Hiroshi Tai wins NCAA golf title and helps Georgia Tech advance

CARLSBAD, Calif. (AP) — Georgia Tech sophomore Hiroshi Tai survived a triple bogey on his 17th hole with a closing par for a 1-under 71, and it was just enough to win the NCAA men's golf title Monday at La Costa.

It also helped the Yellow Jackets narrowly join the eight teams that advance to match play to compete for the team title.

Tai became the fourth player from Georgia Tech to win the NCAA individual title, and first since Troy Matteson in 2002. The victory earns him a trip to the Masters next year.

Tai, who spent two years in the Singapore Navy before enrolling at Georgia Tech, finished at 3-under 285 for a one-shot victory over five players.

Gordon Sargent of Vanderbilt, the NCAA champion last year, and Ben James of Virginia were the last two players who had a chance to force a playoff, needing birdie on the par-5 18th.

Both chose to hit 3-wood to be sure to stay short of water on the left, though neither had a chance to reach the green. Sargent was in deep rough and fortunate to get a free drop because his feet were on the cart path.

James missed his 15-foot birdie attempt and shot 73. Sargent hit wedge that spun off the slope to 6 feet. His birdie caught the left edge of the cup and spun away. He closed with a 72.

Tai had finished his round nearly two hours earlier. He had led by as many as four shots earlier in the day, and then nearly threw it away on the par-3 eighth, his penultimate hole. From a bad lie in a bunker, he sent that well over the green and wound up with a triple bogey.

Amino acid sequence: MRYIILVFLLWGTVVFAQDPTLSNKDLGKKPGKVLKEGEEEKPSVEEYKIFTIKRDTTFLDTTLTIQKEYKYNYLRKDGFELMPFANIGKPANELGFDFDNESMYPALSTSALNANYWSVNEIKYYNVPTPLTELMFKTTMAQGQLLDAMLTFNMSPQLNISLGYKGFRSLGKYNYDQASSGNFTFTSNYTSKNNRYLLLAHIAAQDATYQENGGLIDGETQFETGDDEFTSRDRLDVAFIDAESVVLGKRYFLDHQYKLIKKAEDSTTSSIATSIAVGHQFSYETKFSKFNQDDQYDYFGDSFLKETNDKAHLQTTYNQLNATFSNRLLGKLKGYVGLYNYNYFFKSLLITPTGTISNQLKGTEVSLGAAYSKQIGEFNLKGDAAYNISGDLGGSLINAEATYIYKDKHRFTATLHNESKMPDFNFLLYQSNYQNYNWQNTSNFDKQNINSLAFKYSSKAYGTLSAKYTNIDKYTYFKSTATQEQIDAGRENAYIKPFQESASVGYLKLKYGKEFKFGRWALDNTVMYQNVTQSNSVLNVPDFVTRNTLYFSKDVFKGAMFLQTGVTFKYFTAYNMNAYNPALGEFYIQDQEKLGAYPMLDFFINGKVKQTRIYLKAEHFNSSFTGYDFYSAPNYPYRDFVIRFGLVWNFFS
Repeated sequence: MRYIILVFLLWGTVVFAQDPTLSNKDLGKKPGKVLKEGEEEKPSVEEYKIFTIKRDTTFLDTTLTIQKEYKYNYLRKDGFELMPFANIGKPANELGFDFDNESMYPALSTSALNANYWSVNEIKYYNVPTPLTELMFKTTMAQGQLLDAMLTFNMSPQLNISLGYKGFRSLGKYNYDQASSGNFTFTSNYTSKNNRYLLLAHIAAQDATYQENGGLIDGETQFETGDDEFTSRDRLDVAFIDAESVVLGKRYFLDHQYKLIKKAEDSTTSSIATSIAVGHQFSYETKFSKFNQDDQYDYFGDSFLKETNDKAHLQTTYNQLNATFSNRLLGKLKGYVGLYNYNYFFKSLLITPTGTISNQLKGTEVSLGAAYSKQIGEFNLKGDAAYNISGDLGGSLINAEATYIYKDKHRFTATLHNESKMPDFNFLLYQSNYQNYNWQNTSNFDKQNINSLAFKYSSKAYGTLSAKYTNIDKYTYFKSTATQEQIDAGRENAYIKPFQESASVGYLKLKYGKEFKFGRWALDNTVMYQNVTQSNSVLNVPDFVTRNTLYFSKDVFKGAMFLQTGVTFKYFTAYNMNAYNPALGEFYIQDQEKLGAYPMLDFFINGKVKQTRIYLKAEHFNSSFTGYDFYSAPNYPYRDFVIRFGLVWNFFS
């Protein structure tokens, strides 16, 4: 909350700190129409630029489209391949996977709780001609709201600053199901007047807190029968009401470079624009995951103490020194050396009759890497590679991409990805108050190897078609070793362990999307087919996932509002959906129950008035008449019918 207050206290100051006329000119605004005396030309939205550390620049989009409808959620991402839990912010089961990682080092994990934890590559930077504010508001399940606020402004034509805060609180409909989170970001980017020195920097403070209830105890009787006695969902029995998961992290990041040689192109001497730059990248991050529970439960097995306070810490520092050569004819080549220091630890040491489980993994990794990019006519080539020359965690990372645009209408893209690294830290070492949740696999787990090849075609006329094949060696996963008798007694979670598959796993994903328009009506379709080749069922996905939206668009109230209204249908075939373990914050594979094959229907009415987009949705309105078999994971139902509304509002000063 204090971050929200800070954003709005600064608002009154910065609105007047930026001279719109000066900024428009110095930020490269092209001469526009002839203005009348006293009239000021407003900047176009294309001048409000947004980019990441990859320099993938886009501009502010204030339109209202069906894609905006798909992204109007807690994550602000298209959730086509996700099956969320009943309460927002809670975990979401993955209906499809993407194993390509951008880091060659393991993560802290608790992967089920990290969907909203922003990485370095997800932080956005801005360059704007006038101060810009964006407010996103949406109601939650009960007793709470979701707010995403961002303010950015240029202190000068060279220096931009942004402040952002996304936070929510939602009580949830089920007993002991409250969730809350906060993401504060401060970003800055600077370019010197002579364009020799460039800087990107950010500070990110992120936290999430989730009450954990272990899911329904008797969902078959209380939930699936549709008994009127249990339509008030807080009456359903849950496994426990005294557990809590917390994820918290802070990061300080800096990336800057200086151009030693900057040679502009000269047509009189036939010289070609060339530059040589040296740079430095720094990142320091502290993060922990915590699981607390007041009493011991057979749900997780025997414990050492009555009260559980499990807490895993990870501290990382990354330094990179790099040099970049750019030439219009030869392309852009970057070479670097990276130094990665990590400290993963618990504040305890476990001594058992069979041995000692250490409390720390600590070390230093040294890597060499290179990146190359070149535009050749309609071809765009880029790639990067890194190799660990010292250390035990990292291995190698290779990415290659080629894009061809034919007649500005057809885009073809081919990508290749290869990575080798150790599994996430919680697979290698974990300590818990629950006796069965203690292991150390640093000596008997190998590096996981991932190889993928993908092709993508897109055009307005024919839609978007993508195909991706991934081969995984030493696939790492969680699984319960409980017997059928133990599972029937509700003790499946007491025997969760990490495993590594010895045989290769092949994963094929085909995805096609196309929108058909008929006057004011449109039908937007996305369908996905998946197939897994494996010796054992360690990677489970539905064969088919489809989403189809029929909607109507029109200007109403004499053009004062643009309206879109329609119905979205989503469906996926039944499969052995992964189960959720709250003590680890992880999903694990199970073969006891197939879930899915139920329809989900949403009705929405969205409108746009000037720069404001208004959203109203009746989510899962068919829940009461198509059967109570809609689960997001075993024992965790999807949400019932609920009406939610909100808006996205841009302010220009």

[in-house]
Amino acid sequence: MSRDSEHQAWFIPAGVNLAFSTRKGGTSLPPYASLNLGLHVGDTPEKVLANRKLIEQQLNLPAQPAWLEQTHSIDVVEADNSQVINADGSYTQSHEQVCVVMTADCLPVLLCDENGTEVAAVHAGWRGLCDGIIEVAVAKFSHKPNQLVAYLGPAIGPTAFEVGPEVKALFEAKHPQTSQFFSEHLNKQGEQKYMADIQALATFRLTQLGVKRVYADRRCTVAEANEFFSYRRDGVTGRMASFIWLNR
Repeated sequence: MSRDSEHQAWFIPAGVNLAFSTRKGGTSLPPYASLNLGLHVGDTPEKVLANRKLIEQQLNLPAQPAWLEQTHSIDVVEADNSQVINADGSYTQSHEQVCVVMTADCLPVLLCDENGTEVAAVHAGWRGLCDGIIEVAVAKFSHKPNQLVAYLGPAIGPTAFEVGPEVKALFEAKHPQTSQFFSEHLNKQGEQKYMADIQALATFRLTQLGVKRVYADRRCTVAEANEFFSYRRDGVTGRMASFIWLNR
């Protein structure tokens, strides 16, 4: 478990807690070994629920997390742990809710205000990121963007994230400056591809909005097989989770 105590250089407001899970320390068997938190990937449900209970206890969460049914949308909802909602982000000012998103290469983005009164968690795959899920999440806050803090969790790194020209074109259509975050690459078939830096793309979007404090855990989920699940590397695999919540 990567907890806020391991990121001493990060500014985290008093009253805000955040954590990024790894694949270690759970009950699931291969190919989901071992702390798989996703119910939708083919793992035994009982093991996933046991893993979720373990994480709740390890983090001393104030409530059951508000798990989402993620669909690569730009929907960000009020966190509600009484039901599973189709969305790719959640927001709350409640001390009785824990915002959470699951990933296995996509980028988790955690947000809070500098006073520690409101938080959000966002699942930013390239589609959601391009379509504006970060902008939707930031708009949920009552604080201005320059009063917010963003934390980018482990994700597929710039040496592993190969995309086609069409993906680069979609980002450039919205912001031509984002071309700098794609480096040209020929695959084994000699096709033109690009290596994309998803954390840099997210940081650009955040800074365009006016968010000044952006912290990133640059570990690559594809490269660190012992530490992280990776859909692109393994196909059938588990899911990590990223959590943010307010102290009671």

“I still had one more (hole) to play and everything to play for the team,” Tai said.

He spent time in the clubhouse checking to see Tech's chances of getting the eighth spot, and then headed to the range to prepare for a playoff that never happened.

Tyler Goecke of Illinois, Luke Clanton of Florida State and Jackson Koivun of Auburn, who won the Ben Hogan Award as the nation's best college golfer, each shot 71 to tie for second.

Koivun, finishing on the par-4 ninth, hit an approach that looked as though it would be about 10 feet behind the hole for a birdie chance. But it hit the top of the flagstick and caromed back into a front bunker. He blasted out to a foot and tapped in for par.

The other Georgia Tech individual champions were Matteson, Charlie Yates (1934) and Watts Gunn (1927).

“Adding my name to that list is awesome,” Tai said.

Georgia Tech got the No. 8 seed by one shot over Oklahoma, which had rallied to get into position. Ryder Cowan took double bogey on the 18th hole and Jase Summy made bogey. Florida also was in position until John DuBois bogeyed two of his last three holes and Ian Gilligan bogeyed three of his last four.

Illinois is the top seed in match play and opens against the Yellow Jackets. The other teams to qualify were Vanderbilt, Virginia, North Carolina, Florida State, Auburn and Ohio State.

The quarterfinals and semifinals are Tuesday, followed by the championship match Wednesday.


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